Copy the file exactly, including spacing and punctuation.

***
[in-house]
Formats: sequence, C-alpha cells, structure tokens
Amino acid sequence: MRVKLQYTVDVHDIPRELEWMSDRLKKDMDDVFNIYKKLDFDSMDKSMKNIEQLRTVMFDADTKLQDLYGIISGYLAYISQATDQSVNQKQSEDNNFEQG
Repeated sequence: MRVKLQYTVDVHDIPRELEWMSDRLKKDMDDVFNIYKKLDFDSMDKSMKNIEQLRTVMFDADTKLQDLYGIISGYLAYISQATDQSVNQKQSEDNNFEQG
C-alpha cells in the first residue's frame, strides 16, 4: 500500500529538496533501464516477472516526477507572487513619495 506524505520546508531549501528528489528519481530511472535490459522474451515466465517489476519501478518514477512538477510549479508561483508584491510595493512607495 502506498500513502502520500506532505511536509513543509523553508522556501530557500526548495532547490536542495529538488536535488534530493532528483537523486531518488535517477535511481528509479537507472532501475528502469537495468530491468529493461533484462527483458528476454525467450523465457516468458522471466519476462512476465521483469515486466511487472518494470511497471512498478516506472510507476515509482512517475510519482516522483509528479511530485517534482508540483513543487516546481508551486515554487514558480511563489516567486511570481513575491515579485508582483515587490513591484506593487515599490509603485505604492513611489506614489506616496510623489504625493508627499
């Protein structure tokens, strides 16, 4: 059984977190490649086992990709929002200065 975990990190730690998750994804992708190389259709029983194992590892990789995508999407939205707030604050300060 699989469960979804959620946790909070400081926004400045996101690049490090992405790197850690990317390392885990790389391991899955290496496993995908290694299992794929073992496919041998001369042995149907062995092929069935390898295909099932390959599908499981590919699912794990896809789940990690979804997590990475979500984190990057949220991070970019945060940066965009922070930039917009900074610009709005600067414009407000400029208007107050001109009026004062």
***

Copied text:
[in-house]
Formats: sequence, C-alpha cells, structure tokens
Amino acid sequence: MRVKLQYTVDVHDIPRELEWMSDRLKKDMDDVFNIYKKLDFDSMDKSMKNIEQLRTVMFDADTKLQDLYGIISGYLAYISQATDQSVNQKQSEDNNFEQG
Repeated sequence: MRVKLQYTVDVHDIPRELEWMSDRLKKDMDDVFNIYKKLDFDSMDKSMKNIEQLRTVMFDADTKLQDLYGIISGYLAYISQATDQSVNQKQSEDNNFEQG
C-alpha cells in the first residue's frame, strides 16, 4: 500500500529538496533501464516477472516526477507572487513619495 506524505520546508531549501528528489528519481530511472535490459522474451515466465517489476519501478518514477512538477510549479508561483508584491510595493512607495 502506498500513502502520500506532505511536509513543509523553508522556501530557500526548495532547490536542495529538488536535488534530493532528483537523486531518488535517477535511481528509479537507472532501475528502469537495468530491468529493461533484462527483458528476454525467450523465457516468458522471466519476462512476465521483469515486466511487472518494470511497471512498478516506472510507476515509482512517475510519482516522483509528479511530485517534482508540483513543487516546481508551486515554487514558480511563489516567486511570481513575491515579485508582483515587490513591484506593487515599490509603485505604492513611489506614489506616496510623489504625493508627499
């Protein structure tokens, strides 16, 4: 059984977190490649086992990709929002200065 975990990190730690998750994804992708190389259709029983194992590892990789995508999407939205707030604050300060 699989469960979804959620946790909070400081926004400045996101690049490090992405790197850690990317390392885990790389391991899955290496496993995908290694299992794929073992496919041998001369042995149907062995092929069935390898295909099932390959599908499981590919699912794990896809789940990690979804997590990475979500984190990057949220991070970019945060940066965009922070930039917009900074610009709005600067414009407000400029208007107050001109009026004062």